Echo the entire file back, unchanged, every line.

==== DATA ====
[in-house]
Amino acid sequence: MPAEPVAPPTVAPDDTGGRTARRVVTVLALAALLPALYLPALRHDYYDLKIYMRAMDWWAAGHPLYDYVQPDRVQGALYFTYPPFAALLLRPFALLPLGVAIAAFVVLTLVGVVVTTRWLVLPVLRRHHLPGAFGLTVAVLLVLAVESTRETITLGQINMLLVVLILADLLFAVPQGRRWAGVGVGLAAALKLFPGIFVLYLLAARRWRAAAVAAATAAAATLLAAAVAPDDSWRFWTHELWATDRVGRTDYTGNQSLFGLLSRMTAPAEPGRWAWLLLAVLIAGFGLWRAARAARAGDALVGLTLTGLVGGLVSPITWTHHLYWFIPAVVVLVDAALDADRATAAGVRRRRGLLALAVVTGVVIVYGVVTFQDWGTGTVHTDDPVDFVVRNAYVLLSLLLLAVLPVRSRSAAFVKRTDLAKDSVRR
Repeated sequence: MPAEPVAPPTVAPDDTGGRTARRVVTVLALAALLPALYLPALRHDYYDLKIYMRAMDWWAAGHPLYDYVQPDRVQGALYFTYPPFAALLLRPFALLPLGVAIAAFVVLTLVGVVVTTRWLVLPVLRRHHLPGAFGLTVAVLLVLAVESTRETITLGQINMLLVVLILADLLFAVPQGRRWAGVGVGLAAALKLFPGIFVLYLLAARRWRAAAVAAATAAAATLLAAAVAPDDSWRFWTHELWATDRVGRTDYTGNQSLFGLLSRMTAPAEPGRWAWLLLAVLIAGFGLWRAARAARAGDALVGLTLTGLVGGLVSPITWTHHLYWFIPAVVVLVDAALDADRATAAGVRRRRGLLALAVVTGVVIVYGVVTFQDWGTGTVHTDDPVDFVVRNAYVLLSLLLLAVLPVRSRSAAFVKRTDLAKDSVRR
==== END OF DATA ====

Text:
[in-house]
Amino acid sequence: MPAEPVAPPTVAPDDTGGRTARRVVTVLALAALLPALYLPALRHDYYDLKIYMRAMDWWAAGHPLYDYVQPDRVQGALYFTYPPFAALLLRPFALLPLGVAIAAFVVLTLVGVVVTTRWLVLPVLRRHHLPGAFGLTVAVLLVLAVESTRETITLGQINMLLVVLILADLLFAVPQGRRWAGVGVGLAAALKLFPGIFVLYLLAARRWRAAAVAAATAAAATLLAAAVAPDDSWRFWTHELWATDRVGRTDYTGNQSLFGLLSRMTAPAEPGRWAWLLLAVLIAGFGLWRAARAARAGDALVGLTLTGLVGGLVSPITWTHHLYWFIPAVVVLVDAALDADRATAAGVRRRRGLLALAVVTGVVIVYGVVTFQDWGTGTVHTDDPVDFVVRNAYVLLSLLLLAVLPVRSRSAAFVKRTDLAKDSVRR
Repeated sequence: MPAEPVAPPTVAPDDTGGRTARRVVTVLALAALLPALYLPALRHDYYDLKIYMRAMDWWAAGHPLYDYVQPDRVQGALYFTYPPFAALLLRPFALLPLGVAIAAFVVLTLVGVVVTTRWLVLPVLRRHHLPGAFGLTVAVLLVLAVESTRETITLGQINMLLVVLILADLLFAVPQGRRWAGVGVGLAAALKLFPGIFVLYLLAARRWRAAAVAAATAAAATLLAAAVAPDDSWRFWTHELWATDRVGRTDYTGNQSLFGLLSRMTAPAEPGRWAWLLLAVLIAGFGLWRAARAARAGDALVGLTLTGLVGGLVSPITWTHHLYWFIPAVVVLVDAALDADRATAAGVRRRRGLLALAVVTGVVIVYGVVTFQDWGTGTVHTDDPVDFVVRNAYVLLSLLLLAVLPVRSRSAAFVKRTDLAKDSVRR